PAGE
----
Feingold live and in person
Wisconsin’s junior senator pledged to hold a town hall meeting in each of Wisconsin’s 72 counties, and last Sunday in Lake Geneva he scratched Walworth County off the list.
If Feingold decides to launch a bid for the Democratic presidential nomination in 2006, as some speculate, cozy face-to-face get-togethers like this one will be a thing of the past.
Feingold has made a national reputation for himself as an independent voice in Washington.
He was the lone senator to vote against the Patriot Act, passed shortly after September ll—his concerns over the cost to civil liberties overshadowed by the tragedy the nation had just undergone.
He’s also one of the few senators who voted against the war in Iraq. Unlike John Kerry, who during the recent election campaign, famously said he, “voted for the war before he voted against it.” Feingold’s early stance has helped fuel speculation that he is a legitimate presidential contender.
Like him or hate him, his conviction to stand alone has deep Wisconsin roots. It goes back to the traditions of former U.S. Senator William Proxmire and “Fighting” Bob LaFollette of the Progressives.
Despite what may or may not be his national aspirations, it’s the votes back home that sent Feingold to Washington in the first place.
Shoring up those votes at home is what brought him to Lake Geneva’s City Hall last Sunday, helping to fulfill a pledge to hold a listening session in each of Wisconsin’s 72 counties.
Writer Donna Lenz Wright and photographer Terry Mayer covered the event for The Week and despite our reputation as a Republican county, it was a standing-room-only, somewhat star-struck audience.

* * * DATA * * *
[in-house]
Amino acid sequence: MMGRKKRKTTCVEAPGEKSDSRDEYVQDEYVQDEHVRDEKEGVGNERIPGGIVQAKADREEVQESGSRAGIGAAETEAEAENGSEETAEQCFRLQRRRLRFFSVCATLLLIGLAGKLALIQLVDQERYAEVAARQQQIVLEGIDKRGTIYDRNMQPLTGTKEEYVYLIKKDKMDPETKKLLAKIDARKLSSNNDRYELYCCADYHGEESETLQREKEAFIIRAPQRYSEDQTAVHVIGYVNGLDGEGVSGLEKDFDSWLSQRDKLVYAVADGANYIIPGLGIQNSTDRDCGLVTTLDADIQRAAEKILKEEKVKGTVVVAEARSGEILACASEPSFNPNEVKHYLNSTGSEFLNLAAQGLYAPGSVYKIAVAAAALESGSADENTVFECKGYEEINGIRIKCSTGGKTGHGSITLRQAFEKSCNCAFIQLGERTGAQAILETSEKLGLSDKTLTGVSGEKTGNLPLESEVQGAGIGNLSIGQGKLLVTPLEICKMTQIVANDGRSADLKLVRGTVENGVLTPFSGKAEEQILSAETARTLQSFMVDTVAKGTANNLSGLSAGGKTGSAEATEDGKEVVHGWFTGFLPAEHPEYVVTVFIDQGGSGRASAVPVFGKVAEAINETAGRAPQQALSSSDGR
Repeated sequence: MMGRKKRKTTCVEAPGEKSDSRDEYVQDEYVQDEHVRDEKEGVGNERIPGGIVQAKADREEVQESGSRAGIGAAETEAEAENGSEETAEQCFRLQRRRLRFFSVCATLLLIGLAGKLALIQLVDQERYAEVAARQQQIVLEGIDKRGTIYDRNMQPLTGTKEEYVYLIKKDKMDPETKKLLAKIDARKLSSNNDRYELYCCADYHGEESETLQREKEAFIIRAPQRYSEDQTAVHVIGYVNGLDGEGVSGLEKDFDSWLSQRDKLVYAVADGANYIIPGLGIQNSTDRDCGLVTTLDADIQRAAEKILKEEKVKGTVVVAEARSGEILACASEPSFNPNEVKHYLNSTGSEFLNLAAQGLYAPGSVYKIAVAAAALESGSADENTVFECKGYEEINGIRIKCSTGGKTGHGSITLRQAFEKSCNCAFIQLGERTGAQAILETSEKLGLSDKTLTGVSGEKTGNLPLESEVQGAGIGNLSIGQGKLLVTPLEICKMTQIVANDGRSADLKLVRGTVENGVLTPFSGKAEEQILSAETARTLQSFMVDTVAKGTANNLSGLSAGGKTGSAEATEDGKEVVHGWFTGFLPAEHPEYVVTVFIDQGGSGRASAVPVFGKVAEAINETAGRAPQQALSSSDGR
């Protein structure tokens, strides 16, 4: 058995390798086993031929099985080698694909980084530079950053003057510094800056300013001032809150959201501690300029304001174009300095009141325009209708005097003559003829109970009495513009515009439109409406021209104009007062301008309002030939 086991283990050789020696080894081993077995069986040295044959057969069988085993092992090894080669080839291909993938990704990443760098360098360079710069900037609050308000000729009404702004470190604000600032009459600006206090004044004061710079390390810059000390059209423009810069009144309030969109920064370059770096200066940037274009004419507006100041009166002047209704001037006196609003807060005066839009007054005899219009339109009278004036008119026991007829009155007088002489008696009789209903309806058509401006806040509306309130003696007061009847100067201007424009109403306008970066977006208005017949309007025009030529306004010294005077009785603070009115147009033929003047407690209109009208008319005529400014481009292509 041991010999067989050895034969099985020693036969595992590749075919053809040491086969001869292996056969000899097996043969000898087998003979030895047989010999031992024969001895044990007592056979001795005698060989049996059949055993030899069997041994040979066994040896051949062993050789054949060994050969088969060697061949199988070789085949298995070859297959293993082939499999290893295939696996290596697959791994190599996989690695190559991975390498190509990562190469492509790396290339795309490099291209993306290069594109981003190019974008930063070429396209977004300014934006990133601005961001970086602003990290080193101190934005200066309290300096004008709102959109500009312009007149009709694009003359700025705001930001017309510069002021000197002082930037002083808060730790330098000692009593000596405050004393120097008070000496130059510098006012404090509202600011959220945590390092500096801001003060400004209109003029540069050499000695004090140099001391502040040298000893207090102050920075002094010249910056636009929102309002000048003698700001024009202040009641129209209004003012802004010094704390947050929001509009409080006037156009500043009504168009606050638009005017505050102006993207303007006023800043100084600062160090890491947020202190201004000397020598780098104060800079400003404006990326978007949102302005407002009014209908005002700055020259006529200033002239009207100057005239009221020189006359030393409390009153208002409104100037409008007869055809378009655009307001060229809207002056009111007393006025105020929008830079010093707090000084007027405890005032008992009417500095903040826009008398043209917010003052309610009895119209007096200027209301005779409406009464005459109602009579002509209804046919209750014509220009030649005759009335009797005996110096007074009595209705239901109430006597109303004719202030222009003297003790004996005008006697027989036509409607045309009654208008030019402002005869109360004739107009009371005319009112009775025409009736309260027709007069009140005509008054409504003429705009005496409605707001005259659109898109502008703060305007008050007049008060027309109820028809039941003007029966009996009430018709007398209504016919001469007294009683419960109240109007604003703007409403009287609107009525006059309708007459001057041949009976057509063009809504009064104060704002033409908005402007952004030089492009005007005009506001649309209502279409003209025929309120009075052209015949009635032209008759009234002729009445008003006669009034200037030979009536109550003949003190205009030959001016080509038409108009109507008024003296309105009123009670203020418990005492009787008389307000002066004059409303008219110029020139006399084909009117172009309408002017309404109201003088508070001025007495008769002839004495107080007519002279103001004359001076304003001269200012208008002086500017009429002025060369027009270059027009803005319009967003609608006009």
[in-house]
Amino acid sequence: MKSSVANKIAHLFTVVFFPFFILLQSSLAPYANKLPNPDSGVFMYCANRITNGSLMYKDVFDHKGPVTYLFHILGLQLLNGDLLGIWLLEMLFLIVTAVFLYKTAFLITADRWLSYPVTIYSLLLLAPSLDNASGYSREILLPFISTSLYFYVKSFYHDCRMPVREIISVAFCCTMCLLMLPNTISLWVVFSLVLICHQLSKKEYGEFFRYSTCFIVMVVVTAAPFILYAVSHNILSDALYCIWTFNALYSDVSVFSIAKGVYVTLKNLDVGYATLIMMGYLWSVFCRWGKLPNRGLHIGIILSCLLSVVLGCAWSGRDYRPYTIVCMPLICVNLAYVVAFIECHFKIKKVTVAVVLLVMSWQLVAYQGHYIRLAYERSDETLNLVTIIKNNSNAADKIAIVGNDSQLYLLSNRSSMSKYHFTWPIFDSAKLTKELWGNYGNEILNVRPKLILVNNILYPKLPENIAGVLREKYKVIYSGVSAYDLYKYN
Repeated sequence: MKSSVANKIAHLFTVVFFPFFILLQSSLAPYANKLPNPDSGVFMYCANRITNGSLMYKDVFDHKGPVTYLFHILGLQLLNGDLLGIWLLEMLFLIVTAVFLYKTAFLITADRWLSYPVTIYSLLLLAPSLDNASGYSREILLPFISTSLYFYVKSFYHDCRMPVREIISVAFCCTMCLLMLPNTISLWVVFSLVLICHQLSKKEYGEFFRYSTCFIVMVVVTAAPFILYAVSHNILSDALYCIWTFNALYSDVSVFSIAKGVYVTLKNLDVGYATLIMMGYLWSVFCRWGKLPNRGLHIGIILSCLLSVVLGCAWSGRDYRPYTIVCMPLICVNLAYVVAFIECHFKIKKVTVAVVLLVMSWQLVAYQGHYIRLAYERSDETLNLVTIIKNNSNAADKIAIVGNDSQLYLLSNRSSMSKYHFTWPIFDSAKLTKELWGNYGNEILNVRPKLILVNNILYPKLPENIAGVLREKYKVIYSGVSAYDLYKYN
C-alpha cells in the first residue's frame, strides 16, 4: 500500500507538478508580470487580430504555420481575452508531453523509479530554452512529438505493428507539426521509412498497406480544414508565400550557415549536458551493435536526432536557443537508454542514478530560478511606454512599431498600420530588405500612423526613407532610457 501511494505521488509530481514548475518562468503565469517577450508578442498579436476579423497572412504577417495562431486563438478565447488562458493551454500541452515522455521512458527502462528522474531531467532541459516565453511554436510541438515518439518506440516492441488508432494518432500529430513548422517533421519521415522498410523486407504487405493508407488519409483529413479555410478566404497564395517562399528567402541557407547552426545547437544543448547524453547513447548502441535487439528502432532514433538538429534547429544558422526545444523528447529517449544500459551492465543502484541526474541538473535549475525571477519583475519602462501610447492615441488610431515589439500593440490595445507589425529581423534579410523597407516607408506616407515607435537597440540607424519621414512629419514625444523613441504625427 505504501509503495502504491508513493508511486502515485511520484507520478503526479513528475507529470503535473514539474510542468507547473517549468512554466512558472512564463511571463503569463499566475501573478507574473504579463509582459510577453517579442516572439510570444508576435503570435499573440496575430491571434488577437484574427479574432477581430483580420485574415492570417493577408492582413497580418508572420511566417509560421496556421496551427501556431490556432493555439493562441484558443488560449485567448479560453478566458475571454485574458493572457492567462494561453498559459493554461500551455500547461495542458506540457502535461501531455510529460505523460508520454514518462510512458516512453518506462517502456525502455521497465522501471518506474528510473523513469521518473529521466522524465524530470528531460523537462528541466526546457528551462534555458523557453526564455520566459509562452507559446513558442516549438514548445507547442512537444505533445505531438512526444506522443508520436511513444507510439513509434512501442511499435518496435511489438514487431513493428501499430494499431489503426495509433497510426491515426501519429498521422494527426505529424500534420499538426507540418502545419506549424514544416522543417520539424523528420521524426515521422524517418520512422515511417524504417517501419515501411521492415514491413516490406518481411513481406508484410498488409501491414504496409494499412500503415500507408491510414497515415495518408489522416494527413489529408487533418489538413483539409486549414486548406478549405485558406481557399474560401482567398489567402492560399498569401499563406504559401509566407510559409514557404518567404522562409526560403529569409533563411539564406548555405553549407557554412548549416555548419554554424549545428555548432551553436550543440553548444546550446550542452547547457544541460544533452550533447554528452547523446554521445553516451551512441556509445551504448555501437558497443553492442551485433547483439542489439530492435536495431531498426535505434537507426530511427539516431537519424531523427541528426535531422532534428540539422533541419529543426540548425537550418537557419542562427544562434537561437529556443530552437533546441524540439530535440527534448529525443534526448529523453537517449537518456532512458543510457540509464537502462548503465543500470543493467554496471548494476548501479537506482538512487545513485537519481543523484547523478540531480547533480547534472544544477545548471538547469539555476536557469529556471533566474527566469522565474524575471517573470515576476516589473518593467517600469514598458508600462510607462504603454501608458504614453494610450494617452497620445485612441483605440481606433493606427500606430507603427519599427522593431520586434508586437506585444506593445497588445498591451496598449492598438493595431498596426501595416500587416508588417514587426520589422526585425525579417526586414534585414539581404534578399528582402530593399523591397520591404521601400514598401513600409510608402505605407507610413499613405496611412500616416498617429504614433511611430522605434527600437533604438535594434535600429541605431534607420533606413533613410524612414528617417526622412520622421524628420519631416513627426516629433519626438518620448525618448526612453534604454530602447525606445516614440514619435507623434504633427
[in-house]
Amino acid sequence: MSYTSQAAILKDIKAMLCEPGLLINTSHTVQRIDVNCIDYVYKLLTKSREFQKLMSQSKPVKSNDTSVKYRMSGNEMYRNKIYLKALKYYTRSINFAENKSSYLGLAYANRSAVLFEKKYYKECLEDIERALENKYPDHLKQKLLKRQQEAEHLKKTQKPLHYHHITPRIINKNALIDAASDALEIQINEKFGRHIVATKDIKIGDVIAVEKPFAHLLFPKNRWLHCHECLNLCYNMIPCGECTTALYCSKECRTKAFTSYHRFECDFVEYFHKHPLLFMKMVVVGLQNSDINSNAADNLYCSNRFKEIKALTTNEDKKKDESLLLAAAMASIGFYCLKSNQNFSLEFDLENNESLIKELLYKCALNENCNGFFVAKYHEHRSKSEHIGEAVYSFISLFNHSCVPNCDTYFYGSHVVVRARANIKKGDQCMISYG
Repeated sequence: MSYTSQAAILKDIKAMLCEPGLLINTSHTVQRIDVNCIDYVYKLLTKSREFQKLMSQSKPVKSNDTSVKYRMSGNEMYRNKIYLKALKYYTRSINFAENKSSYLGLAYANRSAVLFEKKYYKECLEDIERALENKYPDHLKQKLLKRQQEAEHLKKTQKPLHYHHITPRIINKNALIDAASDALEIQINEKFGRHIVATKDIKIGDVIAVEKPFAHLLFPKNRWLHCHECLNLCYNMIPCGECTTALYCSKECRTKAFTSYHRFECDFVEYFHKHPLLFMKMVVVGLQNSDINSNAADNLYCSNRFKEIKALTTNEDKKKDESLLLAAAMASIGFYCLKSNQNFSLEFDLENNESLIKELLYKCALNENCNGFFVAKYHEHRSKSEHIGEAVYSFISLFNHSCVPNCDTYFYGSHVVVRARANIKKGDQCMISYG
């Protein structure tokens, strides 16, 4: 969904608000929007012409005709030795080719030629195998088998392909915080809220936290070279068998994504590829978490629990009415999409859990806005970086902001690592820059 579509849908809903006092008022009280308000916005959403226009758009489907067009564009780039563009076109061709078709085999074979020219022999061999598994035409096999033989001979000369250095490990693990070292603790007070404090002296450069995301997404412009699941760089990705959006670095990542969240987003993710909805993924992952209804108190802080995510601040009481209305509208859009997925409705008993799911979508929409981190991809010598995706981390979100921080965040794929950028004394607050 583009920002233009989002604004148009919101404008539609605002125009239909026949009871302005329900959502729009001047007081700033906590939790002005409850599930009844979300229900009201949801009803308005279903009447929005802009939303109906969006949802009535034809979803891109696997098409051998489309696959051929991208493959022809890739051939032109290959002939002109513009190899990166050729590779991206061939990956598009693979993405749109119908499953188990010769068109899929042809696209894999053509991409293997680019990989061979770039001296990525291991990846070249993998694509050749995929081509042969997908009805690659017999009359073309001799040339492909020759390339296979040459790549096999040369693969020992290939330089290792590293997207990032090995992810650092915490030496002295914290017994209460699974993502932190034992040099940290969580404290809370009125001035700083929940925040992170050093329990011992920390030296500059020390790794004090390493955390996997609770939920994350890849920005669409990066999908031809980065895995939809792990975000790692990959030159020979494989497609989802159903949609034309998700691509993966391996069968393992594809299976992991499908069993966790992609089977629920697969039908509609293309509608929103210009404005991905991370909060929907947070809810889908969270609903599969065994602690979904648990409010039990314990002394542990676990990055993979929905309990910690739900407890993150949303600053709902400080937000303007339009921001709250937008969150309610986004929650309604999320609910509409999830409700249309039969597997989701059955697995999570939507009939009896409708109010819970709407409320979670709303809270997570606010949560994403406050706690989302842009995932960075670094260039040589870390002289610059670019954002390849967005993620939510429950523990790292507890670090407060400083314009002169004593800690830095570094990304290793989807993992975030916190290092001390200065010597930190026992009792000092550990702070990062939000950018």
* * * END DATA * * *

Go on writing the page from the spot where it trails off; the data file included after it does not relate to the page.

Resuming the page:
At events like these, local issues always outweigh national issues and Feingold attempted to deftly move the questions back to the federal government’s role.
Among those questions that Lenz Wright noted were:
-- Several about the ongoing Health and Human Service controversy, although Feingold was looking for help in trying to figure out how the federal government could help.
-- A questioner thanked Feingold for supporting something called the Sweeney Amendment to the Agriculture Corporation. “Remind me what it is,” Feingold asked. “It bans using FDA (Food and Drug Administration) inspectors to inspect the slaughter of horses,” the speaker responded. “It’s nice to be able to vote on something that actually gets done,” Feingold replied.
-- Feingold came to the defense of a man who supported President Bush, wanted Judge Alito confirmed to the Supreme Court and supported the Marriage Amendment Act. The partisan crowd began to jeer. “Now come on,” Feingold said. “This is a listening session. It’s not a heckling session. He’s not the only guy in this county who feels this way.”
All in all, you have to give Feingold credit. He stayed a good 40 minutes past his scheduled ending time, and as a moment in presidential campaign history it was a lot more cozy than President Bush’s drive-through in 2004.
So can we officially start keeping track of potential nominees’ or their surrogates’ visits to our little part of America?